Author: Charles Wheelan
Title: 10 1/2 Things No Commencement Speaker Has Ever Said
Published: May 7, 2012
I have no recollection of the commencement speech at my graduation. Heck, for all I know, there wasn’t one. If there was one, I’m relatively positive it wasn’t given by a celebrity like Ellen DeGeneres (give that one a watch). What I can say for sure is that I wish someone would have told me these 10 pieces of advice before I left college or graduate school. The premise of this book, which was based off a commencement speech that the author gave to the graduating class of Dartmouth, was for Wheelan to convey the 10 (and a half) pieces of knowledge he wish someone had told him long ago when he graduated from college (he happened to go to Dartmouth). The knowledge that he shares is incredibly valuable.
My favorite piece of advice in particular was related to delayed gratification. To quote the book:
“To be able to delay immediate satisfaction for the sake of future consequences has long been considered an essential achievement of human development.”
Wheelan argues that we’ve largely lost that ability as a nation. I agree.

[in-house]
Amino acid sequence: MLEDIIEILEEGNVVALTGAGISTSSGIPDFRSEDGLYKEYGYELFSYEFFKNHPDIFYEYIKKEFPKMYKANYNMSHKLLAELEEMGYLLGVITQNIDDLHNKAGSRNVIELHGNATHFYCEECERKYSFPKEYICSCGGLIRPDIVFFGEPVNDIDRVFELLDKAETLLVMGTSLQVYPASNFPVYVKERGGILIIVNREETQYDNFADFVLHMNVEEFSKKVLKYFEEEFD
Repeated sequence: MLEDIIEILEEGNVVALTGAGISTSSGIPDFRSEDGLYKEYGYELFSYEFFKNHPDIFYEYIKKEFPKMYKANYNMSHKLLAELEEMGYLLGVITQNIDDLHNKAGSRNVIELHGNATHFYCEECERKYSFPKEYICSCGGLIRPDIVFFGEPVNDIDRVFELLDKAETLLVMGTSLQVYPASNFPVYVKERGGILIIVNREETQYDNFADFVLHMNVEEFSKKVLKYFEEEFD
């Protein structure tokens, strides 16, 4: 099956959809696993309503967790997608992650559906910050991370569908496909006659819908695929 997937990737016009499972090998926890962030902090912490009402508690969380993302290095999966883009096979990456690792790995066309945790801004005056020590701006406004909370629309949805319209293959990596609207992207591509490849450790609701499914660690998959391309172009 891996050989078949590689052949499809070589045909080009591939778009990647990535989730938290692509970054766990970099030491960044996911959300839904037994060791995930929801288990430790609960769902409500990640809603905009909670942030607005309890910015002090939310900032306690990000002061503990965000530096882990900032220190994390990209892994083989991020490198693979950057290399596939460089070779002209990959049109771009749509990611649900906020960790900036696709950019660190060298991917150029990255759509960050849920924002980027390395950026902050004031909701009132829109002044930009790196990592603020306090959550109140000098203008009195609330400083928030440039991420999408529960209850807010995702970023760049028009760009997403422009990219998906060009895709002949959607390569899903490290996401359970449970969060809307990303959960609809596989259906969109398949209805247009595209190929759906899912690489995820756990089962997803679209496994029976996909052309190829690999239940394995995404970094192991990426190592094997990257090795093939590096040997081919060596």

Here is all I am asking you to do: look around every once in a while and ask yourself; Have I created a race out of something that ought to be a journey?
People who change the world often clash with the establishment first—because they see things differently. They drop out or get fired (or both in the case of Steve Jobs). And then, somehow, the world catches up.
The Pulitzer Prize–winning writer Jhumpa Lahiri, whose parents immigrated from India, captured this inevitable tension in a wonderful autobiographical essay for The New Yorker.
Not surprisingly, that brings me back to happiness research, which clearly reveals what provides us with a sense of satisfaction and well-being in the long run: healthy relationships with friends and family, exercise, hobbies, and purpose. The same research suggests that we tend to overestimate the satisfaction we will get from that next promotion and from the things we can buy with the extra salary, because we get used to them so quickly. We become habituated to a bigger house or a new car, meaning that after a short stretch, the extra square footage or the heated leather seats don’t necessarily make us any happier than the old house or car did.
Take joy in the journey, rather than building your life around how good you expect the view to be when you get to the top.
Here is the test: Would I regret doing this, spending my life this way, if I were to get hit by a bus next week, or next year?